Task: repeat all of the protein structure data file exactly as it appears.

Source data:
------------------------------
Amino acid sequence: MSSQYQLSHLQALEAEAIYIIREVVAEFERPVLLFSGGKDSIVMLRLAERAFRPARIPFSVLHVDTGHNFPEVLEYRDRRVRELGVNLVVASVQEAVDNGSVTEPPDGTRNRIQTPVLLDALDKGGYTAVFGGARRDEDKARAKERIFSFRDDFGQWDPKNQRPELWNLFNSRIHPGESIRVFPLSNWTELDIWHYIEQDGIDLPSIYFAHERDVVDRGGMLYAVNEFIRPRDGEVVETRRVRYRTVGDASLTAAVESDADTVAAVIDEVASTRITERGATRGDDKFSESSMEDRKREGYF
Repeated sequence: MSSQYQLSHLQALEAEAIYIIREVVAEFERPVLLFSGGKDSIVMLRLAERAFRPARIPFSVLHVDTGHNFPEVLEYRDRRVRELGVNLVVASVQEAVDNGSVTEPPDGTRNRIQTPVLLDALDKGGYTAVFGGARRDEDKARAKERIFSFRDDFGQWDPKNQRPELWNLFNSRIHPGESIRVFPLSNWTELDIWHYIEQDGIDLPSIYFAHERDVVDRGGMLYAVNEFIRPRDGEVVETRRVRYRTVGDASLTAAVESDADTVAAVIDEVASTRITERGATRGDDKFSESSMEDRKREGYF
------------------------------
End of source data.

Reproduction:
Amino acid sequence: MSSQYQLSHLQALEAEAIYIIREVVAEFERPVLLFSGGKDSIVMLRLAERAFRPARIPFSVLHVDTGHNFPEVLEYRDRRVRELGVNLVVASVQEAVDNGSVTEPPDGTRNRIQTPVLLDALDKGGYTAVFGGARRDEDKARAKERIFSFRDDFGQWDPKNQRPELWNLFNSRIHPGESIRVFPLSNWTELDIWHYIEQDGIDLPSIYFAHERDVVDRGGMLYAVNEFIRPRDGEVVETRRVRYRTVGDASLTAAVESDADTVAAVIDEVASTRITERGATRGDDKFSESSMEDRKREGYF
Repeated sequence: MSSQYQLSHLQALEAEAIYIIREVVAEFERPVLLFSGGKDSIVMLRLAERAFRPARIPFSVLHVDTGHNFPEVLEYRDRRVRELGVNLVVASVQEAVDNGSVTEPPDGTRNRIQTPVLLDALDKGGYTAVFGGARRDEDKARAKERIFSFRDDFGQWDPKNQRPELWNLFNSRIHPGESIRVFPLSNWTELDIWHYIEQDGIDLPSIYFAHERDVVDRGGMLYAVNEFIRPRDGEVVETRRVRYRTVGDASLTAAVESDADTVAAVIDEVASTRITERGATRGDDKFSESSMEDRKREGYF